Wednesday, 30 January 2013

Are You Missing Something?

Are you missing something? You are if you haven't read this post by David Preston, and the very well thought out response to it.

To summarise: There is a conflict between reports of the beer industry being in steady decline and the current buzz around the industry.

Why are these two factors at odds?

Is it an artefact of only using stats that are readily available (e.g. data from electronic point of sale tills derived from larger on- and off-trade chains)?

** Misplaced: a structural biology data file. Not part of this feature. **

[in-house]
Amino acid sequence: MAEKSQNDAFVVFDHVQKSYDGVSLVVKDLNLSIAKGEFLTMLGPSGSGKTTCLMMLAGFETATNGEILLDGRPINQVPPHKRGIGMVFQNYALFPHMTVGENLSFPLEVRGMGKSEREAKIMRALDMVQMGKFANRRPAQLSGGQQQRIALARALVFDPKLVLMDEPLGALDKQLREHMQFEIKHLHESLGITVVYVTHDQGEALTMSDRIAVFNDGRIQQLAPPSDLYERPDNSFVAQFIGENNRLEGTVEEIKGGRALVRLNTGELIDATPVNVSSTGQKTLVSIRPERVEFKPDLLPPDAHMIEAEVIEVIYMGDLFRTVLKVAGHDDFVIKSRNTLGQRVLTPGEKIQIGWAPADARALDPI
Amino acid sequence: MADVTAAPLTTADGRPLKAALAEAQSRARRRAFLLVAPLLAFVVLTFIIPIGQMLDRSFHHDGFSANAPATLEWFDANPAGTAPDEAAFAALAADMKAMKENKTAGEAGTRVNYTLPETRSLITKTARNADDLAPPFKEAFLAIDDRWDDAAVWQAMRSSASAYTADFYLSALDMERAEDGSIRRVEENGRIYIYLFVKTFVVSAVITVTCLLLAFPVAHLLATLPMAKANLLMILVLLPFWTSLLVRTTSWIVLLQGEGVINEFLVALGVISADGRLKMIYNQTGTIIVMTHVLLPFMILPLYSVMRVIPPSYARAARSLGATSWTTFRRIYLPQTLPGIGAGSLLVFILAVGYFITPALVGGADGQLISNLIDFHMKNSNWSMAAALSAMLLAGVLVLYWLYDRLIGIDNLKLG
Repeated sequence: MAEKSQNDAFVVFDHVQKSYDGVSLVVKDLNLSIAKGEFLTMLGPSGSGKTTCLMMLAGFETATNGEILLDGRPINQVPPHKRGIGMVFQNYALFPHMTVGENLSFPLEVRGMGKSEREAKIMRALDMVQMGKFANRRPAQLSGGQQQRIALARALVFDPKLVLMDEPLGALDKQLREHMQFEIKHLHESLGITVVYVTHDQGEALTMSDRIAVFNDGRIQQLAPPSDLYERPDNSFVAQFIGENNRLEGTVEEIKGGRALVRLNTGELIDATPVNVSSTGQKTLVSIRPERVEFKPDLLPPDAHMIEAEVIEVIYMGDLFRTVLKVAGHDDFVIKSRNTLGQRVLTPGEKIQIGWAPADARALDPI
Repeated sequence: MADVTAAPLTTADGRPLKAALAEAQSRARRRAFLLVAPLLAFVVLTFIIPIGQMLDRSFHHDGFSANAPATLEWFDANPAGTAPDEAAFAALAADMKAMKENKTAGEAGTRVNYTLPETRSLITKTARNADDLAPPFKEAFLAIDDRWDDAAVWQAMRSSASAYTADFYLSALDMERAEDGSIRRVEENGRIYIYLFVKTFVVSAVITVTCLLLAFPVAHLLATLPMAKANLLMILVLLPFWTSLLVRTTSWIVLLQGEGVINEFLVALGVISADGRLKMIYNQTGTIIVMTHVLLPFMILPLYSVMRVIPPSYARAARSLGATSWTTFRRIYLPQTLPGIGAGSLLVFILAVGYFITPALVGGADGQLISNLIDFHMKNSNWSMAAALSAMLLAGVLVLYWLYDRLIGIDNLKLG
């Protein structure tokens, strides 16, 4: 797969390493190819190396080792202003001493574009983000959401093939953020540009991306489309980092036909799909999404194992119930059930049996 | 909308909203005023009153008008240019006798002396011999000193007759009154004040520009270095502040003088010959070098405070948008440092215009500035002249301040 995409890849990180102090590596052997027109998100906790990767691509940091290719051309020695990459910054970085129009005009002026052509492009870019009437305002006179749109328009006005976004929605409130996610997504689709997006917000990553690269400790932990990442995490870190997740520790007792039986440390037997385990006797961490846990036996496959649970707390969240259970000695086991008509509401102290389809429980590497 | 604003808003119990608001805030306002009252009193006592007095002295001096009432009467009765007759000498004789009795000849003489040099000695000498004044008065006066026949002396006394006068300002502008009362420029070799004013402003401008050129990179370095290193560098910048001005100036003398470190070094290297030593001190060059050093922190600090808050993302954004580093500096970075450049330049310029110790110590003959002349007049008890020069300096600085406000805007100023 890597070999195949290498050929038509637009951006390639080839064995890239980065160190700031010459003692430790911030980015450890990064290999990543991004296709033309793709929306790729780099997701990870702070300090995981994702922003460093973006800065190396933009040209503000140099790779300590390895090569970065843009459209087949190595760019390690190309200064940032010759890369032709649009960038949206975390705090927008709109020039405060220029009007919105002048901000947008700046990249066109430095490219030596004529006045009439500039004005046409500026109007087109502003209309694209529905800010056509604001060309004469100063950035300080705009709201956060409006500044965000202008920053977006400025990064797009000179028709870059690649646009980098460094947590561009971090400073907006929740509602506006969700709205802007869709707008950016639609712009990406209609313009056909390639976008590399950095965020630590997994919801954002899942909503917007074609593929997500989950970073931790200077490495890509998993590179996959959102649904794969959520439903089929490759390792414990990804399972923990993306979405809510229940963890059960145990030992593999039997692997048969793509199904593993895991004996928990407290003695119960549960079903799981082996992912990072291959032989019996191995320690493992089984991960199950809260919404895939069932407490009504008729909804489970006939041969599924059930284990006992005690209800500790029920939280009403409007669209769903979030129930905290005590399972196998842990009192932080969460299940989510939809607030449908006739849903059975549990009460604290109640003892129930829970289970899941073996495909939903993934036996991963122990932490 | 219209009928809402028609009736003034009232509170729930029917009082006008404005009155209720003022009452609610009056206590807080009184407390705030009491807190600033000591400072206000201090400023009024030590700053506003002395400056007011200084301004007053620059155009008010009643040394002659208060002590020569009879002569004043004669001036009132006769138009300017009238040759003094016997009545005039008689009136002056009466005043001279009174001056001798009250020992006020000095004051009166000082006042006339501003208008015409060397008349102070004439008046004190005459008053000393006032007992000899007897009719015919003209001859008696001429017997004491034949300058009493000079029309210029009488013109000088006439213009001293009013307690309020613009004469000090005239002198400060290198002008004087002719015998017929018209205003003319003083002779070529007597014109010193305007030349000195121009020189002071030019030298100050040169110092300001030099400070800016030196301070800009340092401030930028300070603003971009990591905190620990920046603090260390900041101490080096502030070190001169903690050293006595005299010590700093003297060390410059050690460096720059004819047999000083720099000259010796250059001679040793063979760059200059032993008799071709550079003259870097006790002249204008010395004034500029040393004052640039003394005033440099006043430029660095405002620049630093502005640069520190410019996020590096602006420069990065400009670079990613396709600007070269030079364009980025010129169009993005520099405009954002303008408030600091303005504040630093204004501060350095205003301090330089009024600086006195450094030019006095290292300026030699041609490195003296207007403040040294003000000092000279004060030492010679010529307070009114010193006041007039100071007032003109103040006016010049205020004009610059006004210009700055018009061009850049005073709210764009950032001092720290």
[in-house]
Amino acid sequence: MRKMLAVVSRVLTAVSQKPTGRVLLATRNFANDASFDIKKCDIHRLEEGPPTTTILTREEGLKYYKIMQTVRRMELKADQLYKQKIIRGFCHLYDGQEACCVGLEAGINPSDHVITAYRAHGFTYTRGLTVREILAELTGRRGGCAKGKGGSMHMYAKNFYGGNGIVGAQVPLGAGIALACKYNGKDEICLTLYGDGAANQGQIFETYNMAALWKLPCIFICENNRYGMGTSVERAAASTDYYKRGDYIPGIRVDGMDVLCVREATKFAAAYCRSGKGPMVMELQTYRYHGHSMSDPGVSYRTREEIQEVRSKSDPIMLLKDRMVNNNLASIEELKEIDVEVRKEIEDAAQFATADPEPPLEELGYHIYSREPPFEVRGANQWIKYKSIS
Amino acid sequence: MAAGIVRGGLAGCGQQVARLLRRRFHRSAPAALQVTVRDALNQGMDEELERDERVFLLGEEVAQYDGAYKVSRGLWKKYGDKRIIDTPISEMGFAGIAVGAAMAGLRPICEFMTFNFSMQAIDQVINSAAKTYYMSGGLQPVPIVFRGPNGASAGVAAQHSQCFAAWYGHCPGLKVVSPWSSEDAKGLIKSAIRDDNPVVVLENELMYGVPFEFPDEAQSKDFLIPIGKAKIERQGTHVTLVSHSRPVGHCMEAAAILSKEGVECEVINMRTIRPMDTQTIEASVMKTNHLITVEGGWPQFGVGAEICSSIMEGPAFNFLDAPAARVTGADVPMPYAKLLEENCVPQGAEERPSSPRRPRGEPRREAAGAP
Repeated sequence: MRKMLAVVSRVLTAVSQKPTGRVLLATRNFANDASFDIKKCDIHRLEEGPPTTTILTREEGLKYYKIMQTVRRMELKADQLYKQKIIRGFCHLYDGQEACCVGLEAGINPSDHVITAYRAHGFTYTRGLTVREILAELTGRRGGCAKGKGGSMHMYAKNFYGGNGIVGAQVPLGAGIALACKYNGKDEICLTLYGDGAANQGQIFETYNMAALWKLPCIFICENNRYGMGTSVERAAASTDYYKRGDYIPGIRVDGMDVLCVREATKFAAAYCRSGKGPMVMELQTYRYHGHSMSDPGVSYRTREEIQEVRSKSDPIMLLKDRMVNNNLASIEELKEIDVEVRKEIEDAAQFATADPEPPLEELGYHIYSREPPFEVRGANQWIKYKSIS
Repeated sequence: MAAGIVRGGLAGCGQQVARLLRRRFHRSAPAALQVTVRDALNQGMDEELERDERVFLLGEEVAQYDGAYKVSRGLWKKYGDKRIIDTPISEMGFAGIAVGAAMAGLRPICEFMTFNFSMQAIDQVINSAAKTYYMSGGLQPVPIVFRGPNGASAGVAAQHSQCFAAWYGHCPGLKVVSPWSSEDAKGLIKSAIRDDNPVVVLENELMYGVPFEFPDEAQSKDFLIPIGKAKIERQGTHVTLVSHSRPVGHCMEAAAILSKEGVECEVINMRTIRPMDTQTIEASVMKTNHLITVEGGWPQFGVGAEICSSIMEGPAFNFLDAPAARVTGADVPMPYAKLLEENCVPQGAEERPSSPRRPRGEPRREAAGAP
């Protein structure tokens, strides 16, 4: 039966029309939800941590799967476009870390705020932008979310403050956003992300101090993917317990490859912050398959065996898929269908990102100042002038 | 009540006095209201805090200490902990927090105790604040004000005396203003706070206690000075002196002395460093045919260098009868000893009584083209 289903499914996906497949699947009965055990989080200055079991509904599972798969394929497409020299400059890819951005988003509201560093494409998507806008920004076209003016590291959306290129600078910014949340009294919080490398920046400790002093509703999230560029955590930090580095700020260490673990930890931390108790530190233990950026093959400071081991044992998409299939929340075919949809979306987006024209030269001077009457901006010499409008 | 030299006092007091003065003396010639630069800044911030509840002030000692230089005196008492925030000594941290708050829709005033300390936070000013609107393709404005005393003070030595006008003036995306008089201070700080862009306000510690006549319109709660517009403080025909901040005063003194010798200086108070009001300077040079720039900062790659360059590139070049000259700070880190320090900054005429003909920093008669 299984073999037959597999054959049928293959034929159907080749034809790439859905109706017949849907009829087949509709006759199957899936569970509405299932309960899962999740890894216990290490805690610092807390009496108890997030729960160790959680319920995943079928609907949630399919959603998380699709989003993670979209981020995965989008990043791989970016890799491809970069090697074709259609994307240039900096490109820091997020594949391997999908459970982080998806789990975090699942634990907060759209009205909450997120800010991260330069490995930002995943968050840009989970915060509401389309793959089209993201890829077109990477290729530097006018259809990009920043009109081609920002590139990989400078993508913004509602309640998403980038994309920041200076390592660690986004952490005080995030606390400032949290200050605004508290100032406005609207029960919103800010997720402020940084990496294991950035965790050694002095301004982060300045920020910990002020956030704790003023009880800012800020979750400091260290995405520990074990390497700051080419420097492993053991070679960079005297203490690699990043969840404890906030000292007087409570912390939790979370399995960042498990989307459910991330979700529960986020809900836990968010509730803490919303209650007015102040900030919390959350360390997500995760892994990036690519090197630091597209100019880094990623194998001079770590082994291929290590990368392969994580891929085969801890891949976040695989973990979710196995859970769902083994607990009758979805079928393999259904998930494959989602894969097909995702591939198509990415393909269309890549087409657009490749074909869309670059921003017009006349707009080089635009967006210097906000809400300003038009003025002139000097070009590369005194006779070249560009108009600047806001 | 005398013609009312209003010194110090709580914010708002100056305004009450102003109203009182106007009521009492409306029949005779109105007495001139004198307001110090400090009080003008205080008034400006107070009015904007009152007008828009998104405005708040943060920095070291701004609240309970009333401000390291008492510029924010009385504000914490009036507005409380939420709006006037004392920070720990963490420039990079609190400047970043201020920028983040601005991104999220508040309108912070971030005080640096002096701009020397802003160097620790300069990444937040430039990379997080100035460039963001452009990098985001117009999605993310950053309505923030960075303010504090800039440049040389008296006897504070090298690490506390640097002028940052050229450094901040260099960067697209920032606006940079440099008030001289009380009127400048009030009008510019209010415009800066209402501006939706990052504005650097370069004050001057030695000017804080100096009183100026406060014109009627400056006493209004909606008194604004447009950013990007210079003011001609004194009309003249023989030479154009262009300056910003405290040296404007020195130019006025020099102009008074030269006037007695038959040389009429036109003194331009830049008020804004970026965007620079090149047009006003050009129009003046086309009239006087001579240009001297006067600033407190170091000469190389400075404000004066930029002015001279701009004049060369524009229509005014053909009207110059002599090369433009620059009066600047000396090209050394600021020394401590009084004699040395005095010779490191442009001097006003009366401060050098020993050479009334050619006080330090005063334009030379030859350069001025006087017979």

Is it that the growth at the micro- to middle-sized end of of the brewing industry isn't being charted?

Is anyone recording total brewery output and/or sales across the whole industry, from the majors to the boys and girls brewing in sheds?

One further point not raised by David or his lone responder: What effect on this decline does drafting in the accountants to save £6.6 million by reducing the strength of John Smiths Extra Smooth from 3.8%abv to 3.6%abv? Is that part of the solution, or part of the problem?

Your thoughts please, if you have any on this subject.